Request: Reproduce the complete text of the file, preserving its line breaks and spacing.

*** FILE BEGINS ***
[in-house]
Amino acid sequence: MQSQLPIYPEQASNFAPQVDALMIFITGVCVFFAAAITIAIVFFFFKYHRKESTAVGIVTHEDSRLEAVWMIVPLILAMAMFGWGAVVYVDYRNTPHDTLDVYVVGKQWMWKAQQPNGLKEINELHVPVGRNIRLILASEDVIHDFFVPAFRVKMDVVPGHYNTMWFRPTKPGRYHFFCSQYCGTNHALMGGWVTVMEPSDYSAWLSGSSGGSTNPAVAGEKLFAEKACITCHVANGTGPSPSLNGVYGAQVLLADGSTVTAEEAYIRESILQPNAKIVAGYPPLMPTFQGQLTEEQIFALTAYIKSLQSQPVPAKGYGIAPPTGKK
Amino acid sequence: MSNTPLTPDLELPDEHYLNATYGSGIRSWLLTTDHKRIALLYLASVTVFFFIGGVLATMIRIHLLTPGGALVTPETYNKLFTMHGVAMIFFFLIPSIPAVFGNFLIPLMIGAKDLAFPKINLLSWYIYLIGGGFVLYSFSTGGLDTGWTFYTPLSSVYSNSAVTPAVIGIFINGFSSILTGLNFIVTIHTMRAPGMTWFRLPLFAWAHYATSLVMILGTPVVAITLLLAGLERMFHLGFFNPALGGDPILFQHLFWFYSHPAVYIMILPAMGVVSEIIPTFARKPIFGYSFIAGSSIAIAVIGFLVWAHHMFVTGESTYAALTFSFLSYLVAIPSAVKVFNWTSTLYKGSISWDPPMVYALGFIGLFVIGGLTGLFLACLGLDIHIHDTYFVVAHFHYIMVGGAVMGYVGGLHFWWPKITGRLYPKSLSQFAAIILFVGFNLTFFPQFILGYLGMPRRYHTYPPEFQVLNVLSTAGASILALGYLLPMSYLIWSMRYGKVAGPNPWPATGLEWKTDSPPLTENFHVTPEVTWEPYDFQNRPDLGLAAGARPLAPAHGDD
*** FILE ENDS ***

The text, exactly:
[in-house]
Amino acid sequence: MQSQLPIYPEQASNFAPQVDALMIFITGVCVFFAAAITIAIVFFFFKYHRKESTAVGIVTHEDSRLEAVWMIVPLILAMAMFGWGAVVYVDYRNTPHDTLDVYVVGKQWMWKAQQPNGLKEINELHVPVGRNIRLILASEDVIHDFFVPAFRVKMDVVPGHYNTMWFRPTKPGRYHFFCSQYCGTNHALMGGWVTVMEPSDYSAWLSGSSGGSTNPAVAGEKLFAEKACITCHVANGTGPSPSLNGVYGAQVLLADGSTVTAEEAYIRESILQPNAKIVAGYPPLMPTFQGQLTEEQIFALTAYIKSLQSQPVPAKGYGIAPPTGKK
Amino acid sequence: MSNTPLTPDLELPDEHYLNATYGSGIRSWLLTTDHKRIALLYLASVTVFFFIGGVLATMIRIHLLTPGGALVTPETYNKLFTMHGVAMIFFFLIPSIPAVFGNFLIPLMIGAKDLAFPKINLLSWYIYLIGGGFVLYSFSTGGLDTGWTFYTPLSSVYSNSAVTPAVIGIFINGFSSILTGLNFIVTIHTMRAPGMTWFRLPLFAWAHYATSLVMILGTPVVAITLLLAGLERMFHLGFFNPALGGDPILFQHLFWFYSHPAVYIMILPAMGVVSEIIPTFARKPIFGYSFIAGSSIAIAVIGFLVWAHHMFVTGESTYAALTFSFLSYLVAIPSAVKVFNWTSTLYKGSISWDPPMVYALGFIGLFVIGGLTGLFLACLGLDIHIHDTYFVVAHFHYIMVGGAVMGYVGGLHFWWPKITGRLYPKSLSQFAAIILFVGFNLTFFPQFILGYLGMPRRYHTYPPEFQVLNVLSTAGASILALGYLLPMSYLIWSMRYGKVAGPNPWPATGLEWKTDSPPLTENFHVTPEVTWEPYDFQNRPDLGLAAGARPLAPAHGDD